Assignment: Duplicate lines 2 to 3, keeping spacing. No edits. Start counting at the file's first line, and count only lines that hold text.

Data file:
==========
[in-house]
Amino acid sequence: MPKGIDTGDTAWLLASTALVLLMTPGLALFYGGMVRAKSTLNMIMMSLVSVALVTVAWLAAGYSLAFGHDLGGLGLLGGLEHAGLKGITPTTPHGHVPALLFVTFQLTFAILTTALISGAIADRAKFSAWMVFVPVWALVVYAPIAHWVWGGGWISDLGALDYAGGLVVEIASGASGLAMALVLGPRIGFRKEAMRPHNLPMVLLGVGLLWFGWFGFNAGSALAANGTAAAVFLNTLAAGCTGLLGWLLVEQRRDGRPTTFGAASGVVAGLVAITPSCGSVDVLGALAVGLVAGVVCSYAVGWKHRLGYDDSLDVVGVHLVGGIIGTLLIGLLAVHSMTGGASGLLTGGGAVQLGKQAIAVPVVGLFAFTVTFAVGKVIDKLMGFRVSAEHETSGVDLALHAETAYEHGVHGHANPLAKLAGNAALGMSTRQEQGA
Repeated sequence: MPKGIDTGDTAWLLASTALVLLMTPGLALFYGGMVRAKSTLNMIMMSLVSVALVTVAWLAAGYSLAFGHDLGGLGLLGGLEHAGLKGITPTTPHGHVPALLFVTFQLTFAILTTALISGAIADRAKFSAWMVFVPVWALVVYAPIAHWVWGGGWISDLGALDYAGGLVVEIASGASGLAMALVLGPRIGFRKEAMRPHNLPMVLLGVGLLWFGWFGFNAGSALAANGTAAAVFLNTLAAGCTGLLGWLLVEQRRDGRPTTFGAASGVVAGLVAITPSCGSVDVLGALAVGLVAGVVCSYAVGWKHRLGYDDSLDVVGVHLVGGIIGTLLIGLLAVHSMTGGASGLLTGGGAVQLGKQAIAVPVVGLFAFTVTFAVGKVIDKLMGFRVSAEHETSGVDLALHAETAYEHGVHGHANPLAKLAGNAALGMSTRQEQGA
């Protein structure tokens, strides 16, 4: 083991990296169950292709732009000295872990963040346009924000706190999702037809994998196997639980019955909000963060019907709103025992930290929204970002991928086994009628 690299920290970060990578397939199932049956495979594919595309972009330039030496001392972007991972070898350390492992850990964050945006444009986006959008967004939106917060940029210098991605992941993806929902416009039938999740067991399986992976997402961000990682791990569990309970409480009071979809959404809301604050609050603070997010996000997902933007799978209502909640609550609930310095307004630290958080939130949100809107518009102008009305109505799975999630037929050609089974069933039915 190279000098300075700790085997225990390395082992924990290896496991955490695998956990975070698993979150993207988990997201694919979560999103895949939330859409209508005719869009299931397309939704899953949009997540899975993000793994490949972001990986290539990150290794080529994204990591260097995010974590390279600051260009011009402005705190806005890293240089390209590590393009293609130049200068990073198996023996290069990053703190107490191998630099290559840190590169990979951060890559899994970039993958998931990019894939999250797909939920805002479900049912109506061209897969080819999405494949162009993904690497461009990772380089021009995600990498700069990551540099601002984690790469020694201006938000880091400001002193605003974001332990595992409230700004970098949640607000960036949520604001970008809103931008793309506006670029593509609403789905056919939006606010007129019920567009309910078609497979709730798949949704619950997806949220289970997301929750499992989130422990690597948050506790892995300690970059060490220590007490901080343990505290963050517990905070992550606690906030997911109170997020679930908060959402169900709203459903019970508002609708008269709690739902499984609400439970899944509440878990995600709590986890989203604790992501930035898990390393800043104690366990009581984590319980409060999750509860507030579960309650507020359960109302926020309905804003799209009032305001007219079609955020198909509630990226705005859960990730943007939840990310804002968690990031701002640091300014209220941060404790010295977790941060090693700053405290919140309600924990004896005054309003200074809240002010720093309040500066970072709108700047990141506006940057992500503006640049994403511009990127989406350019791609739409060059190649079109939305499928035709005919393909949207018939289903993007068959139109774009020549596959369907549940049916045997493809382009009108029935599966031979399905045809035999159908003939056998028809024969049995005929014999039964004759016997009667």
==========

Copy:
Amino acid sequence: MPKGIDTGDTAWLLASTALVLLMTPGLALFYGGMVRAKSTLNMIMMSLVSVALVTVAWLAAGYSLAFGHDLGGLGLLGGLEHAGLKGITPTTPHGHVPALLFVTFQLTFAILTTALISGAIADRAKFSAWMVFVPVWALVVYAPIAHWVWGGGWISDLGALDYAGGLVVEIASGASGLAMALVLGPRIGFRKEAMRPHNLPMVLLGVGLLWFGWFGFNAGSALAANGTAAAVFLNTLAAGCTGLLGWLLVEQRRDGRPTTFGAASGVVAGLVAITPSCGSVDVLGALAVGLVAGVVCSYAVGWKHRLGYDDSLDVVGVHLVGGIIGTLLIGLLAVHSMTGGASGLLTGGGAVQLGKQAIAVPVVGLFAFTVTFAVGKVIDKLMGFRVSAEHETSGVDLALHAETAYEHGVHGHANPLAKLAGNAALGMSTRQEQGA
Repeated sequence: MPKGIDTGDTAWLLASTALVLLMTPGLALFYGGMVRAKSTLNMIMMSLVSVALVTVAWLAAGYSLAFGHDLGGLGLLGGLEHAGLKGITPTTPHGHVPALLFVTFQLTFAILTTALISGAIADRAKFSAWMVFVPVWALVVYAPIAHWVWGGGWISDLGALDYAGGLVVEIASGASGLAMALVLGPRIGFRKEAMRPHNLPMVLLGVGLLWFGWFGFNAGSALAANGTAAAVFLNTLAAGCTGLLGWLLVEQRRDGRPTTFGAASGVVAGLVAITPSCGSVDVLGALAVGLVAGVVCSYAVGWKHRLGYDDSLDVVGVHLVGGIIGTLLIGLLAVHSMTGGASGLLTGGGAVQLGKQAIAVPVVGLFAFTVTFAVGKVIDKLMGFRVSAEHETSGVDLALHAETAYEHGVHGHANPLAKLAGNAALGMSTRQEQGA